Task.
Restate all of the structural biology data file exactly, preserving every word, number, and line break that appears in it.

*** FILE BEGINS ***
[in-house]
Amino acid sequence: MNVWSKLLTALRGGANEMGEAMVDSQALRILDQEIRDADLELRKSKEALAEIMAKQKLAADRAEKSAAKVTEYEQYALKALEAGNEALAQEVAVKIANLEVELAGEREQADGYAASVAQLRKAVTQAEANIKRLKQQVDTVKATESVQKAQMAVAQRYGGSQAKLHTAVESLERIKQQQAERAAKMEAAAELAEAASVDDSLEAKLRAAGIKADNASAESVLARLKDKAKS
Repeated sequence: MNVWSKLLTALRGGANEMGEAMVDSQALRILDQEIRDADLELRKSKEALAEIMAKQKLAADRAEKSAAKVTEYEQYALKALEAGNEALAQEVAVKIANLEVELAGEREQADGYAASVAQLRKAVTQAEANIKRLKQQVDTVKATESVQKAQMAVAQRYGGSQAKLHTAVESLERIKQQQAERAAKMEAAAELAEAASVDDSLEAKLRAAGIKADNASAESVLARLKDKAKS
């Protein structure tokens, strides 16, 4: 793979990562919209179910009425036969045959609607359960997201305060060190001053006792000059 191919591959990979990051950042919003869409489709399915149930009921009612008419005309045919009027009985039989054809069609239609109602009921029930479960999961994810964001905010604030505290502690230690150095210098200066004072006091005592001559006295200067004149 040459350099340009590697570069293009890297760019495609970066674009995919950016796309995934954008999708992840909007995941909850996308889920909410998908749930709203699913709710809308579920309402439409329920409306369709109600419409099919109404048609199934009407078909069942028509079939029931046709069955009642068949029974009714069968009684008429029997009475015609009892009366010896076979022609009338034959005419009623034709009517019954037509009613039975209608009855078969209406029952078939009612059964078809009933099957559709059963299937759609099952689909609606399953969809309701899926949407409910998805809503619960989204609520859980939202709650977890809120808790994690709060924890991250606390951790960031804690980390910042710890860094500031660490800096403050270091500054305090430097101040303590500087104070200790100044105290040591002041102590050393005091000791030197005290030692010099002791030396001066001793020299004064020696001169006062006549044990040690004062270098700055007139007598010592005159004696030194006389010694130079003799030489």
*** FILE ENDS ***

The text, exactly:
[in-house]
Amino acid sequence: MNVWSKLLTALRGGANEMGEAMVDSQALRILDQEIRDADLELRKSKEALAEIMAKQKLAADRAEKSAAKVTEYEQYALKALEAGNEALAQEVAVKIANLEVELAGEREQADGYAASVAQLRKAVTQAEANIKRLKQQVDTVKATESVQKAQMAVAQRYGGSQAKLHTAVESLERIKQQQAERAAKMEAAAELAEAASVDDSLEAKLRAAGIKADNASAESVLARLKDKAKS
Repeated sequence: MNVWSKLLTALRGGANEMGEAMVDSQALRILDQEIRDADLELRKSKEALAEIMAKQKLAADRAEKSAAKVTEYEQYALKALEAGNEALAQEVAVKIANLEVELAGEREQADGYAASVAQLRKAVTQAEANIKRLKQQVDTVKATESVQKAQMAVAQRYGGSQAKLHTAVESLERIKQQQAERAAKMEAAAELAEAASVDDSLEAKLRAAGIKADNASAESVLARLKDKAKS
């Protein structure tokens, strides 16, 4: 793979990562919209179910009425036969045959609607359960997201305060060190001053006792000059 191919591959990979990051950042919003869409489709399915149930009921009612008419005309045919009027009985039989054809069609239609109602009921029930479960999961994810964001905010604030505290502690230690150095210098200066004072006091005592001559006295200067004149 040459350099340009590697570069293009890297760019495609970066674009995919950016796309995934954008999708992840909007995941909850996308889920909410998908749930709203699913709710809308579920309402439409329920409306369709109600419409099919109404048609199934009407078909069942028509079939029931046709069955009642068949029974009714069968009684008429029997009475015609009892009366010896076979022609009338034959005419009623034709009517019954037509009613039975209608009855078969209406029952078939009612059964078809009933099957559709059963299937759609099952689909609606399953969809309701899926949407409910998805809503619960989204609520859980939202709650977890809120808790994690709060924890991250606390951790960031804690980390910042710890860094500031660490800096403050270091500054305090430097101040303590500087104070200790100044105290040591002041102590050393005091000791030197005290030692010099002791030396001066001793020299004064020696001169006062006549044990040690004062270098700055007139007598010592005159004696030194006389010694130079003799030489």